“Kevin, rest in peace, passed in November of 2007. After spending the greater part of my musical career sharing the world stage with Kevin for over 27 years, and what became a lifelong friendship, I just couldn’t see past his tragic death and loss. The catalyst for trying it one more time was a product of, and the idea of, making the Quiet Riot documentary and the process of going through my Quiet Riot archives, which span over three decades.”

Tell me more about the current band lineup. It must have been very difficult for you selecting a singer that could fill Kevin’s role.
“The last lineup of Quiet Riot with Kevin included longtime bassist Chuck Wright and guitarist Alex Grossi. Kevin was really happy and comfortable and stable with that lineup, so they were the ones I enlisted once I had decided to move forward. After a couple of false starts with two other singers, we found the right vocalist for Quiet Riot as it is now with Jizzy Pearl. Jizzy has done a great job in meeting the vocal requirements and sound of Quiet Riot while still retaining his own style and personality.”
Were you and Randy Rhoads (who rose to worldwide stardom playing guitar on Ozzy Osbourne’s first two albums) ever in the band at the same time? I’m curious what he was like back then.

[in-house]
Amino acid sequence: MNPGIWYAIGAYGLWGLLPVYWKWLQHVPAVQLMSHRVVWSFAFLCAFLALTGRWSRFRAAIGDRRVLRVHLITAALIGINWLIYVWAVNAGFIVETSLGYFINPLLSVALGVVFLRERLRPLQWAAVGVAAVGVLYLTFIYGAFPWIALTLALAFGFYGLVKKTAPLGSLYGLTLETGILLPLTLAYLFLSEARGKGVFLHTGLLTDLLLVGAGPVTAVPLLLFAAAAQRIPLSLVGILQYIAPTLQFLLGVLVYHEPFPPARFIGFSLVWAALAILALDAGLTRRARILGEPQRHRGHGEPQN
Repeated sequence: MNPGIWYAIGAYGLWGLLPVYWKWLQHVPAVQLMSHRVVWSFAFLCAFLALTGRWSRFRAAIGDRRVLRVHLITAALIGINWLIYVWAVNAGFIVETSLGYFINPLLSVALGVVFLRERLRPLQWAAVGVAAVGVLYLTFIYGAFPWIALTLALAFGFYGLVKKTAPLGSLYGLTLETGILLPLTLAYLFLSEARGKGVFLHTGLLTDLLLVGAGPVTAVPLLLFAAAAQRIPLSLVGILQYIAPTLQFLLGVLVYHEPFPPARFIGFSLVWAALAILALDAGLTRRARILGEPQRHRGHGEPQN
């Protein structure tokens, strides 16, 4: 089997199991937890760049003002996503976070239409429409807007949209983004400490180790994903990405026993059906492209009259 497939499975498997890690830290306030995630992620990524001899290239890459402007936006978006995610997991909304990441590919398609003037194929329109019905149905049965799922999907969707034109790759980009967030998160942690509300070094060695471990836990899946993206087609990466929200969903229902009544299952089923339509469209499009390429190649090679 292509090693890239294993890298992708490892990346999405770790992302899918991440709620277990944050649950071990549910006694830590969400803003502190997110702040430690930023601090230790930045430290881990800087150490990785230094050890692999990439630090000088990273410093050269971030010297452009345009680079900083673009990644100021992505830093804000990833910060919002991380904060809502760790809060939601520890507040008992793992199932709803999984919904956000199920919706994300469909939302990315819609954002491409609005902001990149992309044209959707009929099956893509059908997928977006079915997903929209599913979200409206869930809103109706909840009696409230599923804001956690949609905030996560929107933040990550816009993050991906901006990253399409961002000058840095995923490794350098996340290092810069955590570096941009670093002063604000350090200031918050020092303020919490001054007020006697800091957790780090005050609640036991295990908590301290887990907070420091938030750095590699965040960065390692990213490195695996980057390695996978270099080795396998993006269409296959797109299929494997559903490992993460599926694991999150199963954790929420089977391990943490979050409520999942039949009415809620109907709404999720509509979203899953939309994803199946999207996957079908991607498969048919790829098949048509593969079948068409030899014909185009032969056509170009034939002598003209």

“Yes, and no. After Rudy (bassist Rudy Sarzo) had joined the pre-‘Metal Health’ Quiet Riot lineup, the band had considered changing drummers in 1979 and I got the call from Rudy. I really liked that version of the band — saw them live in Hollywood often and really liked Randy’s playing and Kevin’s vocals and stage persona. Of course, Rudy and I had known each other and played in numerous bands since 1972. But even with all of that, as good as they were, they were a power pop band and I was more into a heavier British-influenced style of music in my band Monarch. I did go in and had a play, but my heart was not into it and it went nowhere from there.
After Randy left Quiet Riot, he remembered me from playing with Monarch around Hollywood and asked if I would like to come down and play with him and Ozzy at a Hollywood rehearsal studio. It was a great experience and I will leave the rest of the story there in case I write a book someday. Randy recommended me to Kevin when he was looking for a new drummer.
After Randy achieved success with Ozzy, along with Rudy (who was in Osbourne’s band from 1981-82), they both came to a show that Kevin and I played at The Whiskey in Hollywood and both sat in on two Quiet Riot songs — a great memory.”

What was Kevin really like, and how is the DuBrow family doing?
“Kevin was a truly honest person — told anyone and everyone exactly what he thought with no filters. This of course got him into a lot of trouble and made him a lot of enemies. Kevin was my biggest asset and by biggest liability; but he was also the best friend I ever had, even with all the difficulties in our careers and our personal friendship over the years. Not a day goes by that I don’t miss him or wish he was here. I’m very close to Kevin’s mom and the DuBrow family. They are all well and love the Quiet Riot movie, and they are in it!”